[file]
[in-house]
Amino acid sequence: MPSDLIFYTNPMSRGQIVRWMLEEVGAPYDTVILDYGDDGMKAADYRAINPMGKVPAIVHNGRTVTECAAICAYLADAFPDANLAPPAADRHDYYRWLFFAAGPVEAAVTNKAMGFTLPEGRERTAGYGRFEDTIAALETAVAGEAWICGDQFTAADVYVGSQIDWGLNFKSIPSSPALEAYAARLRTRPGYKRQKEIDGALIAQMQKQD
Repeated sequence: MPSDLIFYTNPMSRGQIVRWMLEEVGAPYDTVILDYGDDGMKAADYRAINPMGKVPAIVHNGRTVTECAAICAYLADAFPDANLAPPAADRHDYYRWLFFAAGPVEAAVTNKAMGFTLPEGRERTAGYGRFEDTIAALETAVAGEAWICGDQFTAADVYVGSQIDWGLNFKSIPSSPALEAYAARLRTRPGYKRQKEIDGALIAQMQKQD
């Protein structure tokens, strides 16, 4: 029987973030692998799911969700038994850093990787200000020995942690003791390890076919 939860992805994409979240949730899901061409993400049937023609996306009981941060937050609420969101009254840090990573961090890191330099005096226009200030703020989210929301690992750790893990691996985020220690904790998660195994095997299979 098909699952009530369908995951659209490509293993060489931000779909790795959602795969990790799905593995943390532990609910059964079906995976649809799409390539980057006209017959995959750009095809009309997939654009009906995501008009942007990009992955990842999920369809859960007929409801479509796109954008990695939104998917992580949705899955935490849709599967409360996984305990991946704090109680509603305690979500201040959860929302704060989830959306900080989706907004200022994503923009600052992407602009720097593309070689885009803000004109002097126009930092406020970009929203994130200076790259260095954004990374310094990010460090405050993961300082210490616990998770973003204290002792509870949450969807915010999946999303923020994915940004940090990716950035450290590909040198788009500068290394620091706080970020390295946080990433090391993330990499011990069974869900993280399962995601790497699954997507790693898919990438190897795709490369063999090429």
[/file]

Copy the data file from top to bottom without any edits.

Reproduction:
[in-house]
Amino acid sequence: MPSDLIFYTNPMSRGQIVRWMLEEVGAPYDTVILDYGDDGMKAADYRAINPMGKVPAIVHNGRTVTECAAICAYLADAFPDANLAPPAADRHDYYRWLFFAAGPVEAAVTNKAMGFTLPEGRERTAGYGRFEDTIAALETAVAGEAWICGDQFTAADVYVGSQIDWGLNFKSIPSSPALEAYAARLRTRPGYKRQKEIDGALIAQMQKQD
Repeated sequence: MPSDLIFYTNPMSRGQIVRWMLEEVGAPYDTVILDYGDDGMKAADYRAINPMGKVPAIVHNGRTVTECAAICAYLADAFPDANLAPPAADRHDYYRWLFFAAGPVEAAVTNKAMGFTLPEGRERTAGYGRFEDTIAALETAVAGEAWICGDQFTAADVYVGSQIDWGLNFKSIPSSPALEAYAARLRTRPGYKRQKEIDGALIAQMQKQD
């Protein structure tokens, strides 16, 4: 029987973030692998799911969700038994850093990787200000020995942690003791390890076919 939860992805994409979240949730899901061409993400049937023609996306009981941060937050609420969101009254840090990573961090890191330099005096226009200030703020989210929301690992750790893990691996985020220690904790998660195994095997299979 098909699952009530369908995951659209490509293993060489931000779909790795959602795969990790799905593995943390532990609910059964079906995976649809799409390539980057006209017959995959750009095809009309997939654009009906995501008009942007990009992955990842999920369809859960007929409801479509796109954008990695939104998917992580949705899955935490849709599967409360996984305990991946704090109680509603305690979500201040959860929302704060989830959306900080989706907004200022994503923009600052992407602009720097593309070689885009803000004109002097126009930092406020970009929203994130200076790259260095954004990374310094990010460090405050993961300082210490616990998770973003204290002792509870949450969807915010999946999303923020994915940004940090990716950035450290590909040198788009500068290394620091706080970020390295946080990433090391993330990499011990069974869900993280399962995601790497699954997507790693898919990438190897795709490369063999090429």